Written by Barbara Toombs
It’s hard to match the freedom on an agile scooter when it comes to zipping around town! Near the start of many an auction day at Barrett-Jackson that feeling can be captured – particularly during the Scottsdale event – you’ll often see a number of diminutive Cushman Scooters crossing the block, proudly holding a position of their own within the collector car community.
Back in the 1950s, the Cushman Eagle was by far the most desirable scooter in the United States. Patterned after the big American motorcycles of the day, the Eagle had design hallmarks like contoured fenders, teardrop fuel tank, sprung saddle, wide handlebars, tubular steel frame and – most importantly – an air-cooled Flathead engine. Whether for use as a summer runabout or hip school transportation, it was on the wish list of many a red-blooded teenage boy (and more than a few teenage girls) back in the day.
But Cushman got its start decades earlier, when brothers Everett and Clinton Cushman of Lincoln, Nebraska, began to produce four-stroke Husky engines for farm equipment, pumps, lawn mowers and boats. At the time, gasoline-powered internal combustion engines were rapidly being fitted to all manner of industrial and farm equipment, as well as bicycles and carriages, so Cushman Motor Works found plenty of demand.
Then the Great Depression hit, and Cushman was forced to innovate or risk shutting down. In 1936, a company executive thought it might be an idea to design a simple motor scooter around their pre-existing Husky engine. The result was the Cushman Auto-Glide – a simple, cheap form of transportation that was perfect for the belt-tightening times of the 1930s. Sales were brisk from the get-go.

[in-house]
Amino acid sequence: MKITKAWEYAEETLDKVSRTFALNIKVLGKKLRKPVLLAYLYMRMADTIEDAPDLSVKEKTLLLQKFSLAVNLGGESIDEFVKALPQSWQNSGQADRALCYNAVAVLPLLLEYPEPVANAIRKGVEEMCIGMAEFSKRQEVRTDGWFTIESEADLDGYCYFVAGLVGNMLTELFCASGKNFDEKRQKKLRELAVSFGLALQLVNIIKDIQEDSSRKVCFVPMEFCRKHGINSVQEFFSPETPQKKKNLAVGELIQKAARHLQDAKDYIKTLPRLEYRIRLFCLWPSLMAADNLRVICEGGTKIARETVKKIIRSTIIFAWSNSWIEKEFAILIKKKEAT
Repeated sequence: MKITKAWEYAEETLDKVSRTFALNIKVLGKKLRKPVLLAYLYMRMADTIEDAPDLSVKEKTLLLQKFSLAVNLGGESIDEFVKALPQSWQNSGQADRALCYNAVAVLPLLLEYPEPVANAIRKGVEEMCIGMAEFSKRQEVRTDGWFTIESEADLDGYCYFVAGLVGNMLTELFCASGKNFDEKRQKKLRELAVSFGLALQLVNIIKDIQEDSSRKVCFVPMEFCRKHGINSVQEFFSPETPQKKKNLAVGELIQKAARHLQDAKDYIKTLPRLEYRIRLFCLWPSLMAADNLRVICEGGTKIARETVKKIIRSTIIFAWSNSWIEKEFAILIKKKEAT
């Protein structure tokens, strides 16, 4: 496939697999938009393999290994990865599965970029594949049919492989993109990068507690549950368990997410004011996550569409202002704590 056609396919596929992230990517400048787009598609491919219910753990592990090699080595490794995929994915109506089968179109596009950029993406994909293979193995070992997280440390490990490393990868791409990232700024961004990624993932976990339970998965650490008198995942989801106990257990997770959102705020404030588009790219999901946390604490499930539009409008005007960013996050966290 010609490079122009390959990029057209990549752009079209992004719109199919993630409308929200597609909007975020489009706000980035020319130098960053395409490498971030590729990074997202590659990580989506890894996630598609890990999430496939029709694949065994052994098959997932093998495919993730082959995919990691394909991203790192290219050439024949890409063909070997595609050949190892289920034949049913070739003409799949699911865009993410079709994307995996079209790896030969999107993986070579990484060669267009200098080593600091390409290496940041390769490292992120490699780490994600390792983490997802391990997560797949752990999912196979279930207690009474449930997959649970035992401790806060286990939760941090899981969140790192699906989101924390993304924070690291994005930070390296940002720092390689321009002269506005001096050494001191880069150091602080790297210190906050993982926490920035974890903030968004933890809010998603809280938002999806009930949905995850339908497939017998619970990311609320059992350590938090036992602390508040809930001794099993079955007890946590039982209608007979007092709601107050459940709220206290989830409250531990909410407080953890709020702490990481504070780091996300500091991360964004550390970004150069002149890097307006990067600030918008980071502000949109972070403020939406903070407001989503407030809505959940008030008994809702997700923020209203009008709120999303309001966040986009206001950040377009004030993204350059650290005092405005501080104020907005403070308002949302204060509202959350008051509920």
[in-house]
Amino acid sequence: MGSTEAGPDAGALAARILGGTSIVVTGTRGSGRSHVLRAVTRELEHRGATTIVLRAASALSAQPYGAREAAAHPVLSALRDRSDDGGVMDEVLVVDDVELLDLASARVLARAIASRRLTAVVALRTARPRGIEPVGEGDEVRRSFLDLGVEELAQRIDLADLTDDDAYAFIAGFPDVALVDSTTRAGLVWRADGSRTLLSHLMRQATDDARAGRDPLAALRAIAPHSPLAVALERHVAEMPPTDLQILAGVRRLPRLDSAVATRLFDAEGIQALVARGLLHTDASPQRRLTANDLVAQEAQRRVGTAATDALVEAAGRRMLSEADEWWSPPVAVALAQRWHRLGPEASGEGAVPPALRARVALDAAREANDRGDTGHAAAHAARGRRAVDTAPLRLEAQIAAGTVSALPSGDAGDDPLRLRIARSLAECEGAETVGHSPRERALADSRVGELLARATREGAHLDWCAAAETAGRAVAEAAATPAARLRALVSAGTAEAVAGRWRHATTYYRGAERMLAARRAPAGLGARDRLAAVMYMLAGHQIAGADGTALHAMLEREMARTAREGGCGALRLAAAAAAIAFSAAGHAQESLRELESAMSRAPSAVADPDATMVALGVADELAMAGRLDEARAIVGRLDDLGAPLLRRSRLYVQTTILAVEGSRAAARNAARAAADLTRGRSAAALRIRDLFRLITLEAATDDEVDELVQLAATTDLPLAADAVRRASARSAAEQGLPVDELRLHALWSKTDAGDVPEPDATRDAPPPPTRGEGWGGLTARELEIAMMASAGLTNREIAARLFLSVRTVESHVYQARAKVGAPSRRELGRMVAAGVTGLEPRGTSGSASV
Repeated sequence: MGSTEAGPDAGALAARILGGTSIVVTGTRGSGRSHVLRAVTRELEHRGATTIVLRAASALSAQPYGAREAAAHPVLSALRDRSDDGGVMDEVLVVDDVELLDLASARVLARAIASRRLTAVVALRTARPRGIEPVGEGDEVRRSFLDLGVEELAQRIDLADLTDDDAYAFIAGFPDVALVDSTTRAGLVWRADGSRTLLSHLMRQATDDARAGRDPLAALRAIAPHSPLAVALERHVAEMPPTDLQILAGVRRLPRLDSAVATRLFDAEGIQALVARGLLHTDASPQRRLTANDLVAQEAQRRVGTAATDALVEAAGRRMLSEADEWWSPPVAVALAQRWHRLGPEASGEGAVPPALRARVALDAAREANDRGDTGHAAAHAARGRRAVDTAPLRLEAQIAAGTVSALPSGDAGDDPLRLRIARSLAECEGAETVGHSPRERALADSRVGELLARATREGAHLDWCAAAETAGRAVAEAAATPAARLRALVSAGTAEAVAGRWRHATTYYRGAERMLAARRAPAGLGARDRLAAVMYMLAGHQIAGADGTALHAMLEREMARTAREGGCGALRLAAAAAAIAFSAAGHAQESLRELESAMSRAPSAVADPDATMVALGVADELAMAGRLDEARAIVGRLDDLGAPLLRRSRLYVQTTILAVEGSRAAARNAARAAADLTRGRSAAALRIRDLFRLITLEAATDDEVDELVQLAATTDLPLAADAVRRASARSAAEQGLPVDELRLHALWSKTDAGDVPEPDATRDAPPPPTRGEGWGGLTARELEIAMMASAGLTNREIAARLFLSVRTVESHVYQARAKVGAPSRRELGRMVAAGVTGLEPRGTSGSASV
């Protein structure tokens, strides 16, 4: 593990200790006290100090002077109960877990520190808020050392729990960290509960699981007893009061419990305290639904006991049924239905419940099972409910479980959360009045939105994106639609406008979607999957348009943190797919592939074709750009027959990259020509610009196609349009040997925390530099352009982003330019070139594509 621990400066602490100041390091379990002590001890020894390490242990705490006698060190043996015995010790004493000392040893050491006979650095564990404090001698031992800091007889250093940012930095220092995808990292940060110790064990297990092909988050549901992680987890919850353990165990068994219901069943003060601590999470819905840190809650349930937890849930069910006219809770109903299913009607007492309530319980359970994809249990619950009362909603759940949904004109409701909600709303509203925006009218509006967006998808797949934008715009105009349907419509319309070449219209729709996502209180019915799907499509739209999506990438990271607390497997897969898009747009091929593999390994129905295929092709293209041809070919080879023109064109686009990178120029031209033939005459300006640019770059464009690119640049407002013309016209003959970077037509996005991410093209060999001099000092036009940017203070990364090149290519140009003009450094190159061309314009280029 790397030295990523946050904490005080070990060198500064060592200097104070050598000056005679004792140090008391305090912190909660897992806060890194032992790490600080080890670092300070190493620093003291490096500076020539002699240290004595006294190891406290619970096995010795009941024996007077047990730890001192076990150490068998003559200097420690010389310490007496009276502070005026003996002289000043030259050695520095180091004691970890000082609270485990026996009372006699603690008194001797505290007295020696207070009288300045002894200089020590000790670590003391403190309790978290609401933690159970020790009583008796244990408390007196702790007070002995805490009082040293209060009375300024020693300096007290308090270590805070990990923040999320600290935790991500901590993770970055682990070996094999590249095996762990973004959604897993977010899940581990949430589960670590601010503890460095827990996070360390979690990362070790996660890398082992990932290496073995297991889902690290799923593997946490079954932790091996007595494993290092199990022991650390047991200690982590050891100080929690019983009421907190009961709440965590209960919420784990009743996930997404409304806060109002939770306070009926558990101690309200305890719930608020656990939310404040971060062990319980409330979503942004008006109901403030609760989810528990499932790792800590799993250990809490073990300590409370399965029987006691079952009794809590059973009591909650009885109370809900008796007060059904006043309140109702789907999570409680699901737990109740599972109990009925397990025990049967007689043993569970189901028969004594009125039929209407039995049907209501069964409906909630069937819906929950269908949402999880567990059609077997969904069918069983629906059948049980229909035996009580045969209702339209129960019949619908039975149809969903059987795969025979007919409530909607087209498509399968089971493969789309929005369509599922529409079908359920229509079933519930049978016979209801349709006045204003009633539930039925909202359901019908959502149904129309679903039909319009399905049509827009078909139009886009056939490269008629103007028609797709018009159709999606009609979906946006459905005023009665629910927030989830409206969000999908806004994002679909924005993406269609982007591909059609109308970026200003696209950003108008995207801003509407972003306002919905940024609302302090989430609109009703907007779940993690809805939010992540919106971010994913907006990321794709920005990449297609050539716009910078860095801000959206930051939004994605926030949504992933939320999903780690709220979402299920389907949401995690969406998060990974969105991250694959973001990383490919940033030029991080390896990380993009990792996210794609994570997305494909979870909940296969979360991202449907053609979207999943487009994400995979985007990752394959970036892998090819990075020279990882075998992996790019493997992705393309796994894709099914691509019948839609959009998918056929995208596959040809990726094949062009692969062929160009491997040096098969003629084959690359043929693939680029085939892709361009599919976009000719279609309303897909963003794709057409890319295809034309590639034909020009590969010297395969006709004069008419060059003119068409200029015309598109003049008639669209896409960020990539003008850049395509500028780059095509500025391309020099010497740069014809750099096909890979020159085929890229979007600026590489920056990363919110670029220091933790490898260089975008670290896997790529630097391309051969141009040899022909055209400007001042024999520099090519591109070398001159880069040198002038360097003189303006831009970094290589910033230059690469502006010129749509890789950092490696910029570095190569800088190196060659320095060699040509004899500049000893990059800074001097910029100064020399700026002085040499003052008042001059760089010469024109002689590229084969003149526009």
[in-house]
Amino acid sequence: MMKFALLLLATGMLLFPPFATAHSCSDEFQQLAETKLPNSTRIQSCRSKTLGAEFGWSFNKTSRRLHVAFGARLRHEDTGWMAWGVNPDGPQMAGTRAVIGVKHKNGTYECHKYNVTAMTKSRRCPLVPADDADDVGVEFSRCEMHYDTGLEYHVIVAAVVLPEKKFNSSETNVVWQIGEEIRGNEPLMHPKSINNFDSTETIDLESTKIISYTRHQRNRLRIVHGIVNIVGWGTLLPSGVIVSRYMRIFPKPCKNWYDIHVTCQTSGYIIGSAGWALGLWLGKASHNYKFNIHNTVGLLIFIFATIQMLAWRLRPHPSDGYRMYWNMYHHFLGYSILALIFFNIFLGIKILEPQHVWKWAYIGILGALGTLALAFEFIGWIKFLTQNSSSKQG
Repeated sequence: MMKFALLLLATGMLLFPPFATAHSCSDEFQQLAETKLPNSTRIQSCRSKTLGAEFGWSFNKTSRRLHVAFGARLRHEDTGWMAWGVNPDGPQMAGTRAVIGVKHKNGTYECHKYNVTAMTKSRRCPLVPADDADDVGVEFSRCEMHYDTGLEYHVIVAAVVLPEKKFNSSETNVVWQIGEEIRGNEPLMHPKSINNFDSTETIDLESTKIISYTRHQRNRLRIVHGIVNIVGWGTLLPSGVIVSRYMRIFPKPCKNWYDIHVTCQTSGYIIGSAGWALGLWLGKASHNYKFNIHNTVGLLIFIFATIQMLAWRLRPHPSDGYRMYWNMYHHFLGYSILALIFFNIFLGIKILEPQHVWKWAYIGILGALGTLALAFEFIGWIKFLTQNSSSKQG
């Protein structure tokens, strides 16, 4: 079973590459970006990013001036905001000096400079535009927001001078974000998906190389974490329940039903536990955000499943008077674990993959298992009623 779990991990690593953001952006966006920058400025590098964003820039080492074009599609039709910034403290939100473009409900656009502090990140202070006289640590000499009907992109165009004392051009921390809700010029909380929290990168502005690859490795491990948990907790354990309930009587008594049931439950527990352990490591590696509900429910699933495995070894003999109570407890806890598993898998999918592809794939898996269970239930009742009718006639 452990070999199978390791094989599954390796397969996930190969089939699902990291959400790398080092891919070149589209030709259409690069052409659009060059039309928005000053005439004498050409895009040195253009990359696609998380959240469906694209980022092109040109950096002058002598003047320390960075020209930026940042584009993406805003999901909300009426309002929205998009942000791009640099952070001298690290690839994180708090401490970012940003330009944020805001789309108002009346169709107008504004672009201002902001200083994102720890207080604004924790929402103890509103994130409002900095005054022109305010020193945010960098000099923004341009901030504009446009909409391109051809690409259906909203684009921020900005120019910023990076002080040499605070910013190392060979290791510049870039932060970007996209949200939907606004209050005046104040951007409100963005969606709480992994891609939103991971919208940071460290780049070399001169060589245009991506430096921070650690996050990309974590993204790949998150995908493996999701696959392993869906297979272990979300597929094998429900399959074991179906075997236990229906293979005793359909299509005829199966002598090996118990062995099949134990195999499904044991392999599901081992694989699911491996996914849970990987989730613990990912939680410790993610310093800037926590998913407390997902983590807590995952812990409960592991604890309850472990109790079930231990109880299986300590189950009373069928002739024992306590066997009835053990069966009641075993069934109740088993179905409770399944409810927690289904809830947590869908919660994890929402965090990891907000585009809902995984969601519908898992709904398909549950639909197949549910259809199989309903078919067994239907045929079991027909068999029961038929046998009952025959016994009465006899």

When World War II kicked off in Europe a few years later and the U.S. began ramping up military equipment production, Cushman created a military-spec scooter called the Model 53. Designed to be dropped by parachute with Army Airborne troops, it became known as the Cushman Airborne or the Parascooter. The 101st and 82nd Airborne divisions airdropped Model 53s into France after D-Day; many were abandoned there after the war.
The Airborne was a one-cylinder, kick-started, 4.6-horsepower, gasoline-powered machine with a two-speed gearbox and a top speed of 40 mph. Simple though it was, it could handle a 25-percent grade, could carry a 250-pound load and could travel 100 miles on a full tank of just over one gallon of gas. A rear hitch enabled the scooter to tow full-sized cars and trucks in low gear, and there was even an adapter that allowed the Model 53 to carry a 50-caliber machine gun.
Because the scooters were considered energy-savers, Cushman was the only manufacturer allowed to sell motorized vehicles to civilians during the way, and the Model 53A was produced for that purpose.
Cushman’s most successful model by far, however, was the Eagle, which was in production for about 16 years, beginning in 1949. Featuring a simple tubular steel frame, the scooter was powered by an 8-horsepower, single-cylinder 21ci Flathead engine. Power was sent to the rear wheel via a foot clutch and two-speed hand-shifted gearbox with the lever on the left side of the fuel tank. Riders quickly realized they could get upwards of 50 mph from the Eagle by ducking down behind the headlight and pinning the throttle open; a slight tailwind could increase velocity to nearly 55.
Other models included the postwar “turtle back” Model 50 and 60, the Highlander and Step-Thru. The late 1950s saw the Road King and Pacemaker, with “jet-age” body styling.
In 1952, Cushman began production of the Truckster – a three- or four-wheeled vehicle popular on job sites and in industrial plants. Small, maneuverable and light-duty haulers, they also were used for ice cream sales, mall and stadium maintenance, parking meter duties, mail services and even police vehicles.
Small but mighty, the iconic Cushman Scooter made its mark on America – and continues to intrigue collectors the world over.